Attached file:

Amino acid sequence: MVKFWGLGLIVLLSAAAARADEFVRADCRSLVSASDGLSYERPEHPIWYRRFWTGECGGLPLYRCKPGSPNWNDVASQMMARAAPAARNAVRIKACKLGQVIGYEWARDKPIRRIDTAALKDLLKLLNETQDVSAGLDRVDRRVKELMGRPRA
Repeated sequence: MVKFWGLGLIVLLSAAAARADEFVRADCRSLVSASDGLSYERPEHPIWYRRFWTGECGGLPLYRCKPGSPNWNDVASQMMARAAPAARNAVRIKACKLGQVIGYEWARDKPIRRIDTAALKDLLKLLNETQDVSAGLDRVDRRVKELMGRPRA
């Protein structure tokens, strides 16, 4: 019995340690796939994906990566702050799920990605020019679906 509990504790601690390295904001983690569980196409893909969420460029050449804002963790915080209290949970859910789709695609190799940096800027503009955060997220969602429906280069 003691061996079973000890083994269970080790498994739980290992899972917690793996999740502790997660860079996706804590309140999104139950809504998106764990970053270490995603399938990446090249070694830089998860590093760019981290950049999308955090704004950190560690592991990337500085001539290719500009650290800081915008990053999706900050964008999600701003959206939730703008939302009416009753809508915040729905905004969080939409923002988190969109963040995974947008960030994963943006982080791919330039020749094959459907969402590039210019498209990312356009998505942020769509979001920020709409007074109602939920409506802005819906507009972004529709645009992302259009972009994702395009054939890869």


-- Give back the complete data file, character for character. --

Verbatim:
Amino acid sequence: MVKFWGLGLIVLLSAAAARADEFVRADCRSLVSASDGLSYERPEHPIWYRRFWTGECGGLPLYRCKPGSPNWNDVASQMMARAAPAARNAVRIKACKLGQVIGYEWARDKPIRRIDTAALKDLLKLLNETQDVSAGLDRVDRRVKELMGRPRA
Repeated sequence: MVKFWGLGLIVLLSAAAARADEFVRADCRSLVSASDGLSYERPEHPIWYRRFWTGECGGLPLYRCKPGSPNWNDVASQMMARAAPAARNAVRIKACKLGQVIGYEWARDKPIRRIDTAALKDLLKLLNETQDVSAGLDRVDRRVKELMGRPRA
């Protein structure tokens, strides 16, 4: 019995340690796939994906990566702050799920990605020019679906 509990504790601690390295904001983690569980196409893909969420460029050449804002963790915080209290949970859910789709695609190799940096800027503009955060997220969602429906280069 003691061996079973000890083994269970080790498994739980290992899972917690793996999740502790997660860079996706804590309140999104139950809504998106764990970053270490995603399938990446090249070694830089998860590093760019981290950049999308955090704004950190560690592991990337500085001539290719500009650290800081915008990053999706900050964008999600701003959206939730703008939302009416009753809508915040729905905004969080939409923002988190969109963040995974947008960030994963943006982080791919330039020749094959459907969402590039210019498209990312356009998505942020769509979001920020709409007074109602939920409506802005819906507009972004529709645009992302259009972009994702395009054939890869």